What I found was I set up a little teddy bear chatbot up and people came to talk to that. They came to talk to it so much that there were more people visiting the chatbot than were actually listening to my music, so I took that as a bit of a hint and stopped working on the music altogether, and carried on working on the chatbot. I was seen by a large online games company called Mousebreaker, who asked me to write a chatbot for their website. Now this was a website that was based on mostly 18 to 30-year-old males, so most of the games on there were football, and racing, sports games, things like that.

When this chatbot came on it was really unusual. It was something totally different, and it was the best thing that could've happened to me, because I went from around 20 visitors a day to my site, to around like 2,000 an hour when it was on this. It just gave me so much more material to use to improve the chatbot. I kept on working on it, and it got to the point around 2010 when I thought, "It's good enough to start entering some competitions."


It used to do quite well, most of them are virtual online competitions. Usually they'll ask each entrant 20 questions or so, and then they'll judge them on how well each one's responded, and the top three get a prize, but the only real-world competition is one called the Loebner Prize. I don't know if anyone's heard of that, but it's award, and it's like the Super Bowl, or the World Cup, the Oscars for chatbots. The chatbot that wins that is generally regarded as being the world's most human-like conversational AI, and I'm pleased to say that I've won it four times. I have four of these medals now, so I wear them around my neck like Chris Hoy when I'm going around town.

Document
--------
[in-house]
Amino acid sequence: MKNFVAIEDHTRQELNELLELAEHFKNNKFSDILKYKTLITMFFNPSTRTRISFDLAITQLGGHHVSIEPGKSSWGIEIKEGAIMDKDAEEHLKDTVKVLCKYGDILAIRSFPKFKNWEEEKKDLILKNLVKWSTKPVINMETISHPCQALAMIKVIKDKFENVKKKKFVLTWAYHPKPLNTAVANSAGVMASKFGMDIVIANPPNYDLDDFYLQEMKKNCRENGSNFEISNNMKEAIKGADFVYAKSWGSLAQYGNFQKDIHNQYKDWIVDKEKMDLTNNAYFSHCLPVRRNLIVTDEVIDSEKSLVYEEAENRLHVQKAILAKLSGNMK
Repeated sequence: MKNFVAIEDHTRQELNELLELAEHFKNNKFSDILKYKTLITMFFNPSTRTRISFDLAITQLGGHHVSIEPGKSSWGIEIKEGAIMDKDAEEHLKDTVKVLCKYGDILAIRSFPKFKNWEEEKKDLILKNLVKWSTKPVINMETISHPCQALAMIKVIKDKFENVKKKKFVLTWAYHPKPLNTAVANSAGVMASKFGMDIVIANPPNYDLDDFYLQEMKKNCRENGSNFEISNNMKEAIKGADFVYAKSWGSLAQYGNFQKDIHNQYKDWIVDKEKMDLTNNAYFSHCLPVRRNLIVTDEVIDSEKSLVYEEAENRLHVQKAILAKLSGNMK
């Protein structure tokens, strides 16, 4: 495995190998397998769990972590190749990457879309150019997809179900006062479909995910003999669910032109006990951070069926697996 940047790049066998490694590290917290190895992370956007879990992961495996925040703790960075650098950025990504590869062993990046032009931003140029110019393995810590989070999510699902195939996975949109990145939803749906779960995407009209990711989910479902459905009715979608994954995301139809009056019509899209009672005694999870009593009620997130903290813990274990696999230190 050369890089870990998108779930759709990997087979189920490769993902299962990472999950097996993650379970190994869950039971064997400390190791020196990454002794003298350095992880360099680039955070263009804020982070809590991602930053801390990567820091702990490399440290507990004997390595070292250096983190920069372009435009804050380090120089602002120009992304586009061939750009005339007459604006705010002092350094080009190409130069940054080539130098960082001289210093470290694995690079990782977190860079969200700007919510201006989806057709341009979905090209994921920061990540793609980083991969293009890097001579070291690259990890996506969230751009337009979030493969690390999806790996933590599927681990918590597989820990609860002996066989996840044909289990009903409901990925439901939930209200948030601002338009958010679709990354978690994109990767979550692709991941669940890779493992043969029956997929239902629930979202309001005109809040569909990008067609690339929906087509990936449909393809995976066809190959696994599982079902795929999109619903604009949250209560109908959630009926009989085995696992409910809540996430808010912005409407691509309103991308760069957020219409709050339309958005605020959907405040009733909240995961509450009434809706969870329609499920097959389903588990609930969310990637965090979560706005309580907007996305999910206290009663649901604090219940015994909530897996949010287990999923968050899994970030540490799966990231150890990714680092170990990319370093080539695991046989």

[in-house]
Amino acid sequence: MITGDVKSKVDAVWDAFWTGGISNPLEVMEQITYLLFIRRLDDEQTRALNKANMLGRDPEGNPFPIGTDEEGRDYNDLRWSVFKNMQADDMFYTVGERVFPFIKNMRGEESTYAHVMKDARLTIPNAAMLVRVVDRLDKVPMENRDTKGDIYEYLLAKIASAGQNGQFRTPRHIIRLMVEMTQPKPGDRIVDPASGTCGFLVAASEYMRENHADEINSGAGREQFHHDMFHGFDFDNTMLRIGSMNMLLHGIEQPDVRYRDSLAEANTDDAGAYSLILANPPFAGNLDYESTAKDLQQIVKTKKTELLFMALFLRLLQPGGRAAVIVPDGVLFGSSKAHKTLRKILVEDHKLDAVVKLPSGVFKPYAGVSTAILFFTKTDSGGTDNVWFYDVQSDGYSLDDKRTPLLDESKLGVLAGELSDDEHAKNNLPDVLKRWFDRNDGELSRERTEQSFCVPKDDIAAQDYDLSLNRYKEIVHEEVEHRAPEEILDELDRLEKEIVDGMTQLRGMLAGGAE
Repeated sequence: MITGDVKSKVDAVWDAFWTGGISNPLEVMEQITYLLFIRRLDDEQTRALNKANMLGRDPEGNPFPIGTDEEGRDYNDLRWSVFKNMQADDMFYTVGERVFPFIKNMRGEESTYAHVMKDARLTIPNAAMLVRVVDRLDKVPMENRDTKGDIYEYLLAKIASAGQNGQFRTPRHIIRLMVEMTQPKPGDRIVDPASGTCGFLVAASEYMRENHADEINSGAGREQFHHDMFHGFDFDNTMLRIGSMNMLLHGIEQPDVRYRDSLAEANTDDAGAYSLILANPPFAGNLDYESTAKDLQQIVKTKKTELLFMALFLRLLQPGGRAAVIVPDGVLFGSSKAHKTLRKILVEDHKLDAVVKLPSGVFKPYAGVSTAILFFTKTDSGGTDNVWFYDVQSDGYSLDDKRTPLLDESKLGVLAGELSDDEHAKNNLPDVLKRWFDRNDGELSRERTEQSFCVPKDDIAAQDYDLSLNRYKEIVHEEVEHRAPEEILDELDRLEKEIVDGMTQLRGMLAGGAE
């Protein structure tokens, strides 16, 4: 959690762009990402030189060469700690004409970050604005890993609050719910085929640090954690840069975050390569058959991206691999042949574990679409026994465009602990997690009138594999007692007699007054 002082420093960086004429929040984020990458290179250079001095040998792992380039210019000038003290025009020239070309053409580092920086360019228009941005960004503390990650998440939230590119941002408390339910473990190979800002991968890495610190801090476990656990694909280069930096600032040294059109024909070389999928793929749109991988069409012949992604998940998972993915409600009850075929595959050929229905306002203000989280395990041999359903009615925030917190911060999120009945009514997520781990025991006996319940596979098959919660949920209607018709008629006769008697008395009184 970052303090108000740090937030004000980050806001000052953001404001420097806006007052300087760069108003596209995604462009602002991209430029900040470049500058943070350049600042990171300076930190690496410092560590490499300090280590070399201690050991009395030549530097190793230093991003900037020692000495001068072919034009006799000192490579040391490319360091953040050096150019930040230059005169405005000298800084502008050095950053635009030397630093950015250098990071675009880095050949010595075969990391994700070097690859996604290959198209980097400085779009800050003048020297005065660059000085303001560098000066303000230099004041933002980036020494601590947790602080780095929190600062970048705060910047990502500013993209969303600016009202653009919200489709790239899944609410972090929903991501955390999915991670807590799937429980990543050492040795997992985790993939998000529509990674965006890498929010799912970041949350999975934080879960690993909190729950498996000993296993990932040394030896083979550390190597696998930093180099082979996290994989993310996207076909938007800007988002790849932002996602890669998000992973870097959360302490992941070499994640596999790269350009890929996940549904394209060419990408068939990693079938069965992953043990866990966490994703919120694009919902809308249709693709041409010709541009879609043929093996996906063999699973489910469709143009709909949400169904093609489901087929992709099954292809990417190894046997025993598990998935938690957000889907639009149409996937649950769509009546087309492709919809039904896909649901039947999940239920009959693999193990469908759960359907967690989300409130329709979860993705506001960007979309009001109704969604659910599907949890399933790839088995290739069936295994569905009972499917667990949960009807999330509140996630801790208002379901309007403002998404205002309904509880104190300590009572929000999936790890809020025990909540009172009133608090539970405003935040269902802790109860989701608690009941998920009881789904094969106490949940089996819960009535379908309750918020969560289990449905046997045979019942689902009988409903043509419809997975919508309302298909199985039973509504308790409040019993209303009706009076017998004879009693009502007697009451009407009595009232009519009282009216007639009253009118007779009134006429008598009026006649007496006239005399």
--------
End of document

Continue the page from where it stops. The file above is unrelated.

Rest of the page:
I'm hoping to defend my title again in 2019. No one's ever won it five times, so go me. Naturally, that brought along a lot of press and media interest. I've been all over the place with it, BBC, Sky News. Microsoft, at one time, were using it as a flagship bot for Skype when they started introducing Skype bots, and Bot of the Year. It's really good fun to me.


With that, the ethical part of it became more and more important to me, because at first I'm just doing this for fun, but now, all of a sudden, it's becoming worldwide. People are talking to it from all over the world. The usual places you would expect to see, like North America, or Europe, and India, and the Far East, but also Amazon rainforest, and the Sahara, and little bits of rock in the Pacific that you wouldn't even think have electricity, never mind internet. They were all coming to talk to it. The only place I haven't had any visitors is the South Pole and North Korea, but I do get a few from anonymous proxies, so you never know. I did have one as well from the Vatican City, but an early one, and I couldn't find the log to see if it was the Pope or not. Probably not.

With it being an international bot, people are talking to it from all over the place, I had to be aware of what the bot's answering while it's replying, because some words in languages and other cultures don't necessarily mean the same as in the U.K. For example, in Australia, excuse my language, but if I were to call someone a wanker that's the equivalent of a U.K. person calling someone an idiot or a fool, whereas in the England and the U.K. it's got a lot more stronger meaning, and so I don't want the bot calling people wankers. Ok, Australia might enjoy it, but certainly the U.K. won't.